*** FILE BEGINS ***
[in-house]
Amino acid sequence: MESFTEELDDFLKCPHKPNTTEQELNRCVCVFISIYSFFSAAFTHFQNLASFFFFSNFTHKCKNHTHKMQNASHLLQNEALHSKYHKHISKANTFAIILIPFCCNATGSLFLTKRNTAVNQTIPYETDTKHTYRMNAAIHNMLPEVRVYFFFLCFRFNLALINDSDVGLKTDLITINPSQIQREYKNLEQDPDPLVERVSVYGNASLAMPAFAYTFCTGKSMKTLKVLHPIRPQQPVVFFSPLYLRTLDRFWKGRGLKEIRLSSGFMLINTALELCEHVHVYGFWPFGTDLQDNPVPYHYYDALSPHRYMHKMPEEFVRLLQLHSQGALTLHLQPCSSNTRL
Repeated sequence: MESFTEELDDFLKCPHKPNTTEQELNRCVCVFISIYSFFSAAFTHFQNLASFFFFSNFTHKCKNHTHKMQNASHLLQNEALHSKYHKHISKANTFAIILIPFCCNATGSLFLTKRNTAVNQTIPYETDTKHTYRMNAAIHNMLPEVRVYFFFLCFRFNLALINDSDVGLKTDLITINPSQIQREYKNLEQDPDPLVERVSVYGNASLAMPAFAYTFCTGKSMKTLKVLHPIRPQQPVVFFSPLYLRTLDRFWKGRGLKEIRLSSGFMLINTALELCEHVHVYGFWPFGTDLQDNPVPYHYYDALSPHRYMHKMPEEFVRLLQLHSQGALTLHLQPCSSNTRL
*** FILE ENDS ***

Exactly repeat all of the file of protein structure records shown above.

[in-house]
Amino acid sequence: MESFTEELDDFLKCPHKPNTTEQELNRCVCVFISIYSFFSAAFTHFQNLASFFFFSNFTHKCKNHTHKMQNASHLLQNEALHSKYHKHISKANTFAIILIPFCCNATGSLFLTKRNTAVNQTIPYETDTKHTYRMNAAIHNMLPEVRVYFFFLCFRFNLALINDSDVGLKTDLITINPSQIQREYKNLEQDPDPLVERVSVYGNASLAMPAFAYTFCTGKSMKTLKVLHPIRPQQPVVFFSPLYLRTLDRFWKGRGLKEIRLSSGFMLINTALELCEHVHVYGFWPFGTDLQDNPVPYHYYDALSPHRYMHKMPEEFVRLLQLHSQGALTLHLQPCSSNTRL
Repeated sequence: MESFTEELDDFLKCPHKPNTTEQELNRCVCVFISIYSFFSAAFTHFQNLASFFFFSNFTHKCKNHTHKMQNASHLLQNEALHSKYHKHISKANTFAIILIPFCCNATGSLFLTKRNTAVNQTIPYETDTKHTYRMNAAIHNMLPEVRVYFFFLCFRFNLALINDSDVGLKTDLITINPSQIQREYKNLEQDPDPLVERVSVYGNASLAMPAFAYTFCTGKSMKTLKVLHPIRPQQPVVFFSPLYLRTLDRFWKGRGLKEIRLSSGFMLINTALELCEHVHVYGFWPFGTDLQDNPVPYHYYDALSPHRYMHKMPEEFVRLLQLHSQGALTLHLQPCSSNTRL